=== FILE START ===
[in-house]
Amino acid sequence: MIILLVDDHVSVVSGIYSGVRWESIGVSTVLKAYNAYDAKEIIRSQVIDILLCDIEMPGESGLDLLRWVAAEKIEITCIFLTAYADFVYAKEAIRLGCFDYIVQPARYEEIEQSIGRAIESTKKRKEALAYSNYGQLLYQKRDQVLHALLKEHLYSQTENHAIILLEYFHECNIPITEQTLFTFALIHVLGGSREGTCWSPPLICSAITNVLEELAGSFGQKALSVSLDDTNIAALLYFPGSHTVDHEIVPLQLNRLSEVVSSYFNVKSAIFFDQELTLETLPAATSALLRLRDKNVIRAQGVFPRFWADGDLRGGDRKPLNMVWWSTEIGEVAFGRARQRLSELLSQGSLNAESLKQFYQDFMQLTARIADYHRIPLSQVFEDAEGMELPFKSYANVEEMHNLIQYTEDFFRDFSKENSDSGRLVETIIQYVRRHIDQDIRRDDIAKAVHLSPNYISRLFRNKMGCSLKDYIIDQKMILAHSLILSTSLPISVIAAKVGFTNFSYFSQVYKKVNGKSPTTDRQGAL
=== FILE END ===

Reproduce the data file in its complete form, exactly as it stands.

[in-house]
Amino acid sequence: MIILLVDDHVSVVSGIYSGVRWESIGVSTVLKAYNAYDAKEIIRSQVIDILLCDIEMPGESGLDLLRWVAAEKIEITCIFLTAYADFVYAKEAIRLGCFDYIVQPARYEEIEQSIGRAIESTKKRKEALAYSNYGQLLYQKRDQVLHALLKEHLYSQTENHAIILLEYFHECNIPITEQTLFTFALIHVLGGSREGTCWSPPLICSAITNVLEELAGSFGQKALSVSLDDTNIAALLYFPGSHTVDHEIVPLQLNRLSEVVSSYFNVKSAIFFDQELTLETLPAATSALLRLRDKNVIRAQGVFPRFWADGDLRGGDRKPLNMVWWSTEIGEVAFGRARQRLSELLSQGSLNAESLKQFYQDFMQLTARIADYHRIPLSQVFEDAEGMELPFKSYANVEEMHNLIQYTEDFFRDFSKENSDSGRLVETIIQYVRRHIDQDIRRDDIAKAVHLSPNYISRLFRNKMGCSLKDYIIDQKMILAHSLILSTSLPISVIAAKVGFTNFSYFSQVYKKVNGKSPTTDRQGAL